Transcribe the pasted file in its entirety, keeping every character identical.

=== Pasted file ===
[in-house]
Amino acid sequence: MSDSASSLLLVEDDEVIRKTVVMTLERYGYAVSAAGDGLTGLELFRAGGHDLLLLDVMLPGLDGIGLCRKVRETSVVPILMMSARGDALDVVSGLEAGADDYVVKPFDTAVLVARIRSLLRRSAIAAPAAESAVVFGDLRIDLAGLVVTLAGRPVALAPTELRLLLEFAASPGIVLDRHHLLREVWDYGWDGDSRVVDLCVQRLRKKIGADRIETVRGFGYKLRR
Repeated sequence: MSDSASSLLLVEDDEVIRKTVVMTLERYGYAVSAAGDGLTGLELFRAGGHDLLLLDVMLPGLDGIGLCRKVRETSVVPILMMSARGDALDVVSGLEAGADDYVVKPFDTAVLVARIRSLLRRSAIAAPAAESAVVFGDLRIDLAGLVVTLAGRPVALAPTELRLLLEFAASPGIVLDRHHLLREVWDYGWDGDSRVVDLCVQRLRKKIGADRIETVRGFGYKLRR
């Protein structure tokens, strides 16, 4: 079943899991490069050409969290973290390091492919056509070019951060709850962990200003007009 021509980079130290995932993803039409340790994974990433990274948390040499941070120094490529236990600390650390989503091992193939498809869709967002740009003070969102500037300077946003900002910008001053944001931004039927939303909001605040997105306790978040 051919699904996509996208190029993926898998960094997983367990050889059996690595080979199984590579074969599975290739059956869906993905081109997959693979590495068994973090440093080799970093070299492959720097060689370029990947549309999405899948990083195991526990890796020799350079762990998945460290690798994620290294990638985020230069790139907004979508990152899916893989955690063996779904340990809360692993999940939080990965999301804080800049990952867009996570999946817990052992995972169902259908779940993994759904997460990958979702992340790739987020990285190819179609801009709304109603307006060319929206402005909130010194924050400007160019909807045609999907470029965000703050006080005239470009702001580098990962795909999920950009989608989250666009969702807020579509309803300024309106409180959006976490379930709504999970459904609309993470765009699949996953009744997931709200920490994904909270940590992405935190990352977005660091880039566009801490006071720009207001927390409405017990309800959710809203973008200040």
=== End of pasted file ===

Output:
[in-house]
Amino acid sequence: MSDSASSLLLVEDDEVIRKTVVMTLERYGYAVSAAGDGLTGLELFRAGGHDLLLLDVMLPGLDGIGLCRKVRETSVVPILMMSARGDALDVVSGLEAGADDYVVKPFDTAVLVARIRSLLRRSAIAAPAAESAVVFGDLRIDLAGLVVTLAGRPVALAPTELRLLLEFAASPGIVLDRHHLLREVWDYGWDGDSRVVDLCVQRLRKKIGADRIETVRGFGYKLRR
Repeated sequence: MSDSASSLLLVEDDEVIRKTVVMTLERYGYAVSAAGDGLTGLELFRAGGHDLLLLDVMLPGLDGIGLCRKVRETSVVPILMMSARGDALDVVSGLEAGADDYVVKPFDTAVLVARIRSLLRRSAIAAPAAESAVVFGDLRIDLAGLVVTLAGRPVALAPTELRLLLEFAASPGIVLDRHHLLREVWDYGWDGDSRVVDLCVQRLRKKIGADRIETVRGFGYKLRR
């Protein structure tokens, strides 16, 4: 079943899991490069050409969290973290390091492919056509070019951060709850962990200003007009 021509980079130290995932993803039409340790994974990433990274948390040499941070120094490529236990600390650390989503091992193939498809869709967002740009003070969102500037300077946003900002910008001053944001931004039927939303909001605040997105306790978040 051919699904996509996208190029993926898998960094997983367990050889059996690595080979199984590579074969599975290739059956869906993905081109997959693979590495068994973090440093080799970093070299492959720097060689370029990947549309999405899948990083195991526990890796020799350079762990998945460290690798994620290294990638985020230069790139907004979508990152899916893989955690063996779904340990809360692993999940939080990965999301804080800049990952867009996570999946817990052992995972169902259908779940993994759904997460990958979702992340790739987020990285190819179609801009709304109603307006060319929206402005909130010194924050400007160019909807045609999907470029965000703050006080005239470009702001580098990962795909999920950009989608989250666009969702807020579509309803300024309106409180959006976490379930709504999970459904609309993470765009699949996953009744997931709200920490994904909270940590992405935190990352977005660091880039566009801490006071720009207001927390409405017990309800959710809203973008200040």